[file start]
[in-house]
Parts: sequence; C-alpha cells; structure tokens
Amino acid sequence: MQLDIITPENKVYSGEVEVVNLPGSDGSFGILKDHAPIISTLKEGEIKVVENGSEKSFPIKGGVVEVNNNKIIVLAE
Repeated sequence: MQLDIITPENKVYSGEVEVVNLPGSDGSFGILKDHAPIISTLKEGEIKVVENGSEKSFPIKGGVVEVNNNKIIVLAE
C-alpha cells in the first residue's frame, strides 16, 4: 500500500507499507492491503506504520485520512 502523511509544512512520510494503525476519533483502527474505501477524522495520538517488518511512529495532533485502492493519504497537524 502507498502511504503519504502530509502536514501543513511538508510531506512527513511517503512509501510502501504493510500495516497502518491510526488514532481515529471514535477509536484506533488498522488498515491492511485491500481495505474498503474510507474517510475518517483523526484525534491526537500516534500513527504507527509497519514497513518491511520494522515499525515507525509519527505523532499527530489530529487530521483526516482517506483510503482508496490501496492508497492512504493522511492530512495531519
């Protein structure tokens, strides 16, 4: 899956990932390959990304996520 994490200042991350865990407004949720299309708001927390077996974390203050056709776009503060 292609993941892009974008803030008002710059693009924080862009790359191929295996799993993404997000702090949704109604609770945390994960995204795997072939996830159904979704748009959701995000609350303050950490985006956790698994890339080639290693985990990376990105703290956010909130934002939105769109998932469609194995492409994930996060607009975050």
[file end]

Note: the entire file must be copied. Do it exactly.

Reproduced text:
[in-house]
Parts: sequence; C-alpha cells; structure tokens
Amino acid sequence: MQLDIITPENKVYSGEVEVVNLPGSDGSFGILKDHAPIISTLKEGEIKVVENGSEKSFPIKGGVVEVNNNKIIVLAE
Repeated sequence: MQLDIITPENKVYSGEVEVVNLPGSDGSFGILKDHAPIISTLKEGEIKVVENGSEKSFPIKGGVVEVNNNKIIVLAE
C-alpha cells in the first residue's frame, strides 16, 4: 500500500507499507492491503506504520485520512 502523511509544512512520510494503525476519533483502527474505501477524522495520538517488518511512529495532533485502492493519504497537524 502507498502511504503519504502530509502536514501543513511538508510531506512527513511517503512509501510502501504493510500495516497502518491510526488514532481515529471514535477509536484506533488498522488498515491492511485491500481495505474498503474510507474517510475518517483523526484525534491526537500516534500513527504507527509497519514497513518491511520494522515499525515507525509519527505523532499527530489530529487530521483526516482517506483510503482508496490501496492508497492512504493522511492530512495531519
């Protein structure tokens, strides 16, 4: 899956990932390959990304996520 994490200042991350865990407004949720299309708001927390077996974390203050056709776009503060 292609993941892009974008803030008002710059693009924080862009790359191929295996799993993404997000702090949704109604609770945390994960995204795997072939996830159904979704748009959701995000609350303050950490985006956790698994890339080639290693985990990376990105703290956010909130934002939105769109998932469609194995492409994930996060607009975050």